Despite his professional stature as a commercial lawyer on Victoria Island in Lagos, Adekunle Adigun who earns 40,000 naira ($130) in monthly pay is still priced out and cannot afford a permanent place to live in Nigeria’s commercial capital.
For that, he turns to a man known as Papi, who leases space to Adigun and hundreds like him in abandoned and often unfinished buildings in the Lagos Island district – for about 200 naira ($0.65) a night.
“It is not ideal and it is a little scary, but everybody knows everybody so we are safe,” Adigun, 27, told the Thomson Reuters Foundation as he sorted through bags of clothes in front of a bar.
Lagos is a megacity of about 20 million people in 2017 – which was initially designed to house 6 million people. Its attractive location on a lagoon has only fuelled its population, which the U.N. estimates could double by 2050, and rental prices, according to real estate experts.
Estate agent Moses Fiarama said that “a lot of the houses in Lagos are overpriced”.
“If we consider the minimum and average wages of the people living in Lagos, we can’t say the market for houses is working properly,” he added.
With urban planning far outpaced by the city’s growth, an overabundance of businesses has packed its island portion, said Oluwatos in Ajani, a Lagos-based financial analyst for BlackHouse Media.
“The mega-city plan is essentially a gentrification project,” he said.
“The government displaced a few waterfront communities, people that have existed in those spaces for generations,” he said. “Of course, there is no home for them.”
Idris Salako, commissioner for the Lagos state ministry for physical planning and urban development, said the government wants to make the city “a 21st century economy and destination for investment”.
“A lot of structures that are uncompleted or abandoned in the city may be distressed and not fit for habitation,” he said in a phone interview.
“Some of them are on drainage channels or unoccupied because of high rent or sales value. This government is working to resolve a lot of the problems.”
Adigun spends the night with more than 20 people in a bedless 100-square-foot room facing Tafawa Balewa square in the city centre.
Morning brings a scramble for water to shower, and by 5am the water is often cut off, he said.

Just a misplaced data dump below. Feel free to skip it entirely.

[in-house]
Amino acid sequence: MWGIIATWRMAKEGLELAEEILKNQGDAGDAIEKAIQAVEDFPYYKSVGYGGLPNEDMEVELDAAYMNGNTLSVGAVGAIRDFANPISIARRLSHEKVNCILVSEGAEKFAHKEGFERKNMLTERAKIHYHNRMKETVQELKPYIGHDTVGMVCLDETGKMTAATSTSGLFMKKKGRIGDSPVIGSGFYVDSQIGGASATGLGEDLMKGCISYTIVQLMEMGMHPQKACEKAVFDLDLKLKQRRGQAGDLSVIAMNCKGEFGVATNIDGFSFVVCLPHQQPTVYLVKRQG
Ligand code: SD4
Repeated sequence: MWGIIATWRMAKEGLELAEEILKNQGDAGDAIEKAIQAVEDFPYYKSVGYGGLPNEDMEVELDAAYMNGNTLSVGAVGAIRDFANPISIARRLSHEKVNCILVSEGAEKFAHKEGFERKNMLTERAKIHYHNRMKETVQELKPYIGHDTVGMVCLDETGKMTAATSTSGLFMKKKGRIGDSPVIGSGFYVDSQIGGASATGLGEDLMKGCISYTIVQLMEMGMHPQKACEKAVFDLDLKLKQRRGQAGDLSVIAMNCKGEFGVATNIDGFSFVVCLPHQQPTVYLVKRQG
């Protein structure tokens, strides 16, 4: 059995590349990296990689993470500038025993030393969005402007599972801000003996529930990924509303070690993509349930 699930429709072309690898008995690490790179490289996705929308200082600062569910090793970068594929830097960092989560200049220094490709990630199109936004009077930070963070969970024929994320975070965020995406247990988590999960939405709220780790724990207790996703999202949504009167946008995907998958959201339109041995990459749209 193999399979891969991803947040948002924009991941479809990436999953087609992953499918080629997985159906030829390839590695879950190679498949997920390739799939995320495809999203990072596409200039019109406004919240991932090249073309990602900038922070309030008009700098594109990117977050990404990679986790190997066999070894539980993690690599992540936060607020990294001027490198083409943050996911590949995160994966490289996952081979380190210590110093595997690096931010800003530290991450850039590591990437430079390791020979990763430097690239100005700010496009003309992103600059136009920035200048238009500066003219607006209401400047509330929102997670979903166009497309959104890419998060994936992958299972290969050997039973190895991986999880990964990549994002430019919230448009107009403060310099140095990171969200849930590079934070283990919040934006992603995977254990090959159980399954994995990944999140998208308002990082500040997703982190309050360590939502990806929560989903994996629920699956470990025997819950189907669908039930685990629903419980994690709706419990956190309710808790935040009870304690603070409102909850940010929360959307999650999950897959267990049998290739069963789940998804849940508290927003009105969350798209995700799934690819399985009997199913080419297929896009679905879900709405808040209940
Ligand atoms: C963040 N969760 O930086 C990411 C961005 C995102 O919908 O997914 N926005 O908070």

While cheaper housing options exist on the mainland, Lagos’s traffic jams can add more than four hours to a daily commute, Adigun explained.
When he lived with family in Oworonshoki, northeast of Lagos, he spent more than two hours getting to work in the morning.
The government is trying to improve access to homes through initiatives like an affordable mortgage finance scheme.
A spokesman for the housing ministry in Alausa said that many structures on the island as well as the mainland were marked for demolition.
But demolition orders are rarely followed, said Ajani, with ‘landlords’ like Papi instead renovating the decrepit buildings to collect rent.
While police raids on such spaces have increased of late, no arrests result as money exchanges hands, explained Papi, who added that, at most, he must sometimes escort tenants to new spaces for the night.
At the same time ambitious urban planning projects like Eko Atlantic City have received a mixed reception among locals.
Dubbed “Africa’s Dubai”, Eko Atlantic is being built on Victoria Island next to Lagos. Developers say it will become a new financial headquarters for Nigeria as well as solving chronic housing shortages in Lagos.
Detractors argue that shiny urban centres like Eko Atlantic are designed for wealthy elite, and do nothing to help poor communities living on their doorstep.
Most Lagosians are priced out, said Fiarama, the estate agent, adding that “the Nigerian minimum monthly wage is 30,000 naira ($83). How will they afford rent that is upwards of a million naira?”
Back in the Lagos Island district, Adigun has given up on his living conditions improving.
“Now I’m looking for jobs outside Lagos. I hate it here,” he said. (Source: Thomson Reuters Foundation)